A head torch for night navigation, reading or using around the tent when dark. As of 2020 I use the Silva Trail Runner 4 – a bad ass head torch perfect for wild camping, running, hiking, climbing etc. I’ve since done a review of the Silva Trail Runner 4.
Running out of power sucks, hence I carry a Power Bank to ensure my devices remain charged – when I use my smartphone for GPS and photos my battery only lasts approx 1 day. A 5,000 or 10,000 mAh provides a good balance between weight and capacity – something like the Anker PowerCore should do it.
I carry a waterproof jacket even in favourable conditions, it acts as an extra layer and of course given how changeable mountain weather can be I’d rather be safe than sorry! I currently own the Mountain Equipment Rupal.
If the weather forecast is for persistent rain I’ll substitute waterproof pants in place of mountain pants and use thermals underneath If I need to. Whilst cheap waterproof pants will do the job they tend not to be breathable and are generally super baggy. I prefer fitted pants with air vents for all day comfort.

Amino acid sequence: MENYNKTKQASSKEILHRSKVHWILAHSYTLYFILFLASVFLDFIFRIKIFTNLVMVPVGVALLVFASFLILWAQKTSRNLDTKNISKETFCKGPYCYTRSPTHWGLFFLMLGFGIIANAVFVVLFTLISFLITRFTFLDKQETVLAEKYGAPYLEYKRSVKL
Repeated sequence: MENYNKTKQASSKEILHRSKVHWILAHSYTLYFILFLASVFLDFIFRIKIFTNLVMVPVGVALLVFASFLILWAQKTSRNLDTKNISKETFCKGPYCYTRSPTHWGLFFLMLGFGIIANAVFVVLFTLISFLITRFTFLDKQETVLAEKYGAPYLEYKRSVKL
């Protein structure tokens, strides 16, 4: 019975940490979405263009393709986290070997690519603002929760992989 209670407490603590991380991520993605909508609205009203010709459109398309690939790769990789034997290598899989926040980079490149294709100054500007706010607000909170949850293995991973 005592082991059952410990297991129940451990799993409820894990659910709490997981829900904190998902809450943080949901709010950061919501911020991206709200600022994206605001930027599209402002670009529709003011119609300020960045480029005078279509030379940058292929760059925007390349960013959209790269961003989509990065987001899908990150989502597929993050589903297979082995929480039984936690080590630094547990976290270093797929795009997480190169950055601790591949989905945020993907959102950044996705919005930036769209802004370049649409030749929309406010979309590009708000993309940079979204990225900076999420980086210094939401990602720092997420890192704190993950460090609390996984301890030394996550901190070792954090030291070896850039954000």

Thermals pants and a thermal top will provide additional warmth when on the move or for those cold nights in the wild, I’ve been surprised just how cold it can get during the night on the summit of a mountain – even in the summer months!
A neck gaiter (e.g. a Buff) has multiple uses, I’ll start off using it as a head or wrist band and transform it into a beanie if it gets a bit chilly!
Thin gloves can keep you toasty at altitude.
As you can see there is a fair bit of kit needed for wild camping! – which I’ve personally built up over a period of years. When starting out you could forgo certain items – like a cooker, which then means you don’t need pans, gas etc. That said most items if looked after properly should last years, and of course if you already spend time outdoors you’ll have some of them already.
You could quite easily go crazy and spend a lot of cash on the high-end brands and ultralight kit – I’d say I’m in the mid-range really, but if you want to spend a fortune got for it (using my amazon links please :D)! The most important thing for me is to get out there and explore wild places, have fun with friends and experience the great outdoors in the unique way only a night under the stars in the middle of nowhere can provide.